Circle Process: A Unique Intervention

Circle Process: A Unique Intervention

by Bunny Macfarlane

We were fortunate to have Joyce M. Young join the Restorative Justice section meeting on the 21st of November. She is a trained Circle Keeper and Circle Trainer, receiving her instruction from Peacebuilder’s International. She is a Family Mediator and Co-Chair of the Family Section of the ADR Institute.

Joyce began by sharing her experience participating in a Circle Process for a supportive housing project in Regent Park. You may read about the outcome of that experience in the Globe and Mail Article: The Building That Fought Back. Joyce is pleased to report that within nine months of implementing Circles in the Regent Park area, the group succeeded in removing drug dealers from one of its buildings.

What is a Circle?

Joyce explained that a Circle is a structured intervention, built on a key set of values, the most central being respect. She explained that honesty, empathy, sharing, inclusivity, courage, and integrity are also key to the process. The underlying principle of the Circle is democracy. Not the typical definition of democracy as we understand it, but the notion that the facilitator is at the service of the Circle. Even though the Circle Keeper is there to serve the Circle, he or she is a part of the Circle and participates as one of the members of the Circle.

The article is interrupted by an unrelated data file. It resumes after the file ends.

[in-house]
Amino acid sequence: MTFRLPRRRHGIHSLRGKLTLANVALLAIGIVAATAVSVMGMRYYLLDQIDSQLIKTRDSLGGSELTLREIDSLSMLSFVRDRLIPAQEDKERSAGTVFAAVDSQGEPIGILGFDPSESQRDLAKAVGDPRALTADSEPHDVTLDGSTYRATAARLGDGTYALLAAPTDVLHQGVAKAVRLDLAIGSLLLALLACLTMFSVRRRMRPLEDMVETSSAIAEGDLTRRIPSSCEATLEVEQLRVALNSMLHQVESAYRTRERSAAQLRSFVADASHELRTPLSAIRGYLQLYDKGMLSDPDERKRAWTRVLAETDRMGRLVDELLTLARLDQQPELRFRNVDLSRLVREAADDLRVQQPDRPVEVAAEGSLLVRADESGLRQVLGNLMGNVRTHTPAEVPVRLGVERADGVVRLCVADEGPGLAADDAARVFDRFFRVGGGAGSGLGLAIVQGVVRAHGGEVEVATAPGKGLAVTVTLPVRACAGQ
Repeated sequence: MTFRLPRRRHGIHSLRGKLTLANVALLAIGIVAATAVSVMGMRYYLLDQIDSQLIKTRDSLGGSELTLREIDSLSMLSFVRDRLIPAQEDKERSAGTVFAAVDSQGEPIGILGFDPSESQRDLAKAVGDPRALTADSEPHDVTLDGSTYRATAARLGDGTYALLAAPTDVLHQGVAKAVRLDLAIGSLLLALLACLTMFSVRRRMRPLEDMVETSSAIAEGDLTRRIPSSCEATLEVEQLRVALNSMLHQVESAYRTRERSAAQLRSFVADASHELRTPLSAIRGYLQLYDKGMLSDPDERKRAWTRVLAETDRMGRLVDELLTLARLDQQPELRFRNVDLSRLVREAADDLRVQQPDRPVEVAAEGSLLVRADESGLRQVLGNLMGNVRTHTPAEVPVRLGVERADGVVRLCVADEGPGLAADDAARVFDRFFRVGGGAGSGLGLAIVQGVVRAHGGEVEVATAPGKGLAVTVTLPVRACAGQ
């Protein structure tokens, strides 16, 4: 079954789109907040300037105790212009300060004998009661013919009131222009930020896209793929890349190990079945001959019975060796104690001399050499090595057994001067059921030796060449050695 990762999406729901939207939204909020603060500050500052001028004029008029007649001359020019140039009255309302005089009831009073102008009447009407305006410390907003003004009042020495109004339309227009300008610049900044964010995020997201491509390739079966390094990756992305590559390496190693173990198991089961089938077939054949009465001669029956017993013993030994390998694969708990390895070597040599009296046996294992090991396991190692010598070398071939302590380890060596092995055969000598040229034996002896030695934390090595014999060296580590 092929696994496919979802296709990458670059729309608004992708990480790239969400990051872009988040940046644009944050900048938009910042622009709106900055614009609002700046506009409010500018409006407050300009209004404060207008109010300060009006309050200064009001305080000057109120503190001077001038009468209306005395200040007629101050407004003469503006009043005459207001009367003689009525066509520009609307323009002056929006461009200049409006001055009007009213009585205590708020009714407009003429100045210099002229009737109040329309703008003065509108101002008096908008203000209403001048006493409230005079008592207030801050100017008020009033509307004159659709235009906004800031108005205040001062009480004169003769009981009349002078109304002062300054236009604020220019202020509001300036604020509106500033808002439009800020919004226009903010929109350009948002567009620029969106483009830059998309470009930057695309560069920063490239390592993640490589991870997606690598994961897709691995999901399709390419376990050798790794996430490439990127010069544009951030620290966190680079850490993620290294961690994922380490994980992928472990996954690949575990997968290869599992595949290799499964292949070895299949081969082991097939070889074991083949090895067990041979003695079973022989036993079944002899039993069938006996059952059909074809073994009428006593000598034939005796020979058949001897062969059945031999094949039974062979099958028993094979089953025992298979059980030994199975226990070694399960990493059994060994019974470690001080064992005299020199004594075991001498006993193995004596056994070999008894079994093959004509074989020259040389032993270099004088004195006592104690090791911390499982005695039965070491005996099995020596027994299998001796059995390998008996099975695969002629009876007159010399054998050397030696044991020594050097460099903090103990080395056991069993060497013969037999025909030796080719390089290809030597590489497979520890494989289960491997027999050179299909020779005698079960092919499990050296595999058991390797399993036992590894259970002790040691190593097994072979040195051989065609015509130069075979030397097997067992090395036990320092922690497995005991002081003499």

Another guiding principle of the Circle is that there are no observers. Disruption by late arrivals is discouraged as well. Based on the respectful foundation of the Circle, one person speaks at a time as the others listen and each speaker is allowed to do so without interruption.

The Centre Piece and the Speaking Piece

There are two characteristics unique to the Circle. The first is the centrepiece, which is a collection
of beautiful items selected by the Circle Keeper(s). These are placed in the centre of the Circle. All items hold some connection to the Circle Keeper and are selected specifically for the occasion of each unique Circle. Participants may also be invited to bring objects for the centrepiece. The second unique object is the speaking piece. When held, the object allows the speaker the opportunity to embrace his or her message, understand the significance of his or her words and

sense the unique opportunity to be heard by the others.

Joyce opened the Circle with a reading, offering the group the opportunity to discuss the notion of empathy. Each Circle participant spoke about his or her experience relating to empathy for three complete rounds, each with different threads, offering each member of the Section an opportunity to contribute to the sum of the whole.

Participants found this experience moving, powerful, insightful, inclusive and breathtaking all at the same time. Participants eagerly await the opportunity to experience this unique sense of belonging at the next Circle.

Bunny Macfarlane is President of Syzygy Resolutions, a conflict management and dispute resolution practice. Ms. Macfarlane is also a member of the ADR Institute of Ontario, and presently serves as Chair of the newly developed Restorative Justice Section of the Institute.

The January 23rd Family Section meeting will deal with the use of Circle Process n Family Mediation. To register, please call Mena at 416-487- 4447 or email her at

March 28, 2016
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